There are some public servants in Israel who don’t speak, even in their sleep. This at least is the testimony of the wife of Ze’ev Snir, a retired Israel Air Force brigadier general and until recently the director-general of the Israel Atomic Energy Commission, one of the most sensitive security and diplomatic arms of the Israeli government. As with most of the senior appointments in the last decade, Snir was appointed to the role by current Prime Minister Benjamin Netanyahu in 2015.
After 49 years of service to the country, Snir has decided to speak out. Now, he is of course not the first, and indeed there is a stream of ex-Netanyahu appointees who have made clear their deep concerns over the content and form of the judicial reform being pursued by the current government, including ex-attorney generals, ex-IDF chiefs of staff, heads of the Shin Bet and Mossad.
But in the open letter to the prime minister, together with the in-depth interview he gave to Nadav Eyal in Yediot Aharonot earlier this month, Snir laid out in stark terms how the changes afoot could affect our most strategic defenses against our direst enemies.
Who is Snir?
One of the sub-texts of the current political crisis in Israel is the apparent struggle between, on one side, the Ashkenazi privileged elite, hanging on to its final bastion of power, namely the Supreme Court, and on the other, those who have been the targets of the courts for decades, principally Mizrahim, settlers, haredim and those in the periphery. This is classic identity politics, and Snir takes this very personally, as he knows that by speaking out he will immediately be categorized as leftist, privileged elite, and likely told by some Israeli ministers to go to hell.
However, in the letter he makes a point of letting us know his background – Snir’s parents were Holocaust survivors who made aliyah in 1950 from Romania penniless. They lived alongside other immigrants from Morocco and Iraq in tented cities. His parents asked for nothing and received nothing, but worked all the hours of the day to make sure that Ze’ev and his brother received an education.
Snir is absolutely part of an elite, but one that is built on the sweat of their parents who instilled in him the deepest possible patriotism to Israel and its people. Not surprisingly, Snir’s son is also a senior officer in the IAF.
The US is our strategic partner
It is hard to underestimate the importance that Snir places on the diplomatic and security relations we have with the US. “The military capabilities of the State of Israel, its security capabilities are unequivocally dependent on the Americans. In two ways,” says Snir. “First due to the supply of military equipment, the supply of technologies and access to the American market, and secondly due to their political and diplomatic defense.”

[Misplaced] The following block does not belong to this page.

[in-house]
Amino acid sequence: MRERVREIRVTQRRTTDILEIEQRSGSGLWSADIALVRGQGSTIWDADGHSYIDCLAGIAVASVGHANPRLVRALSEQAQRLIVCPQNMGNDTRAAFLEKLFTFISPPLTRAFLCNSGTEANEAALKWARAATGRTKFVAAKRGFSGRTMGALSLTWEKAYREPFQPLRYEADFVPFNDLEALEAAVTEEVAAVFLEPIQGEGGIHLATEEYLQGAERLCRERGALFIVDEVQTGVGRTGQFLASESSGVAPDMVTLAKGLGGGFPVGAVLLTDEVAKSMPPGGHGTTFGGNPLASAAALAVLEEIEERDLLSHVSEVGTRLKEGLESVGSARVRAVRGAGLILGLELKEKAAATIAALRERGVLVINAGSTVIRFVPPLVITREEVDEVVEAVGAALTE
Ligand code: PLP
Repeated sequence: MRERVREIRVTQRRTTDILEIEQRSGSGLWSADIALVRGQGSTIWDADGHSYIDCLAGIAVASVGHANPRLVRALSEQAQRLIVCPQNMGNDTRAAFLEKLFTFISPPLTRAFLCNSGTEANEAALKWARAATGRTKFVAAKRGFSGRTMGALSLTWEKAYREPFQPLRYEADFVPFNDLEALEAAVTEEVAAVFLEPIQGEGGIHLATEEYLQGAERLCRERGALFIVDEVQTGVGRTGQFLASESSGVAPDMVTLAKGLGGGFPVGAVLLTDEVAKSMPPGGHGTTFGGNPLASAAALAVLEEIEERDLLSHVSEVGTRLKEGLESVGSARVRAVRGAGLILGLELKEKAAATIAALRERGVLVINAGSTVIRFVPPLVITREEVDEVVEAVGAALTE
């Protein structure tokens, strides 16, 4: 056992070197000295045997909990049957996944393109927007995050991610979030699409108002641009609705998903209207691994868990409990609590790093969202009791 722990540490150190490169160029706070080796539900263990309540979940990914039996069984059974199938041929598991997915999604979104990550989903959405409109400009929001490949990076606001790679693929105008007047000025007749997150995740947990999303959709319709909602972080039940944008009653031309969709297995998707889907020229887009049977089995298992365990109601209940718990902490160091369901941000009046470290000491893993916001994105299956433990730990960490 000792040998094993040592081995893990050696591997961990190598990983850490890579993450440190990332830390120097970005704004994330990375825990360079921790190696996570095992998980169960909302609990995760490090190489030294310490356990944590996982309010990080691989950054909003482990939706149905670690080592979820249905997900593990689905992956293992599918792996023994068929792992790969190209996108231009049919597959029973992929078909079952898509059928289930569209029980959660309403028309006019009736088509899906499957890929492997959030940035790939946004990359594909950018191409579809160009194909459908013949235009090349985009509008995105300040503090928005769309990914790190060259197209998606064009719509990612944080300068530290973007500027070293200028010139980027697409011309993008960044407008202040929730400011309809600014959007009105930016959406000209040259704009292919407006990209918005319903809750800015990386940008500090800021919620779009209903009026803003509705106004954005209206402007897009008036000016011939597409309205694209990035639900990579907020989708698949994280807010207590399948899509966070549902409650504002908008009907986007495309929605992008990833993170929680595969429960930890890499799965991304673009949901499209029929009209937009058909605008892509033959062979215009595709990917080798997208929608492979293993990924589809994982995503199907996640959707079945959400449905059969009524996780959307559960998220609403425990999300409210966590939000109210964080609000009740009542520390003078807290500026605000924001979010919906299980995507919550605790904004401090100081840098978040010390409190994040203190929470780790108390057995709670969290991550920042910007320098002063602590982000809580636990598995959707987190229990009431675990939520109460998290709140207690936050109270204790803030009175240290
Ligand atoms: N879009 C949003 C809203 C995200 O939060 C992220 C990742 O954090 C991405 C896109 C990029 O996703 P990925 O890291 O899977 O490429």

“The military capabilities of the State of Israel, its security capabilities are unequivocally dependent on the Americans."Ze'ev Snir
As the person responsible for Israel’s nuclear diplomacy (reporting only to the prime minister), he makes crystal clear that without the American diplomatic and security shield, our strategic position will be degraded, to the point of it becoming an existential issue. In the interview, he repeats time and again how he sees a direct connection between our status as a strong democracy with independent governmental and legal institutions and the vital strategic relations we enjoy with the US.
The Iranian threat vs Netanyahu’s real priorities
In the letter he points out that: “The Iranians are pushing forward their nuclear program, and we are busy with the ‘Gifts Law’ (which will allow Netanyahu to avoid paying back funds he raised for his legal defense), the Iranians are busy buying Su-35 fighter planes from Russia, and we are busy with ‘The Deri Law II’ (to allow Deri serve as a minister in spite of his recent conviction), the Iranians are renewing their relations with Saudi Arabia and we are busy with the ‘Suspension Law’ (to block any attempts to suspend the Prime Minister from his duties for any legal reason).”
Snir is clear that as prime minister, Netanyahu has the ultimate responsibility for the current national turmoil. He holds him responsible for having ignored the very priorities that he himself set out at the first cabinet meeting of the new government, namely: “Iran, internal security, cost of living and widening the circle of peace.” The legal reforms were not even mentioned.
At the conclusion of the interview, Snir repeats what he wrote to Netanyahu – “I’m not applying for a foreign passport, and under no circumstances am I leaving the country. I was born here and I’m going to die here.”
Ze’ev Snir represents most of what is good about Israel. A product of immigrants who arrived as survivors of the Holocaust with nothing. A gifted engineer who has given his entire adulthood to the defense of Israel, using his talents in the most sensitive strategic arenas of our security and diplomacy.
Although he can quote Jabotinsky by heart and voted for Begin in 1977, he does not consider himself particularly political, but is worried, very worried about Netanyahu’s leadership and the edge of the chasm towards which he is taking Israel.
These are crucial weeks for Israel, and I hope that if nothing else, our prime minister reads and acts upon Snir’s heartfelt cry.
The writer is founding partner of Goldrock Capital and founder of The Institute for Jewish and Zionist Research. He was a founding chair of the Coalition for Haredi Employment and is a former chair of Gesher and World Bnei Akiva.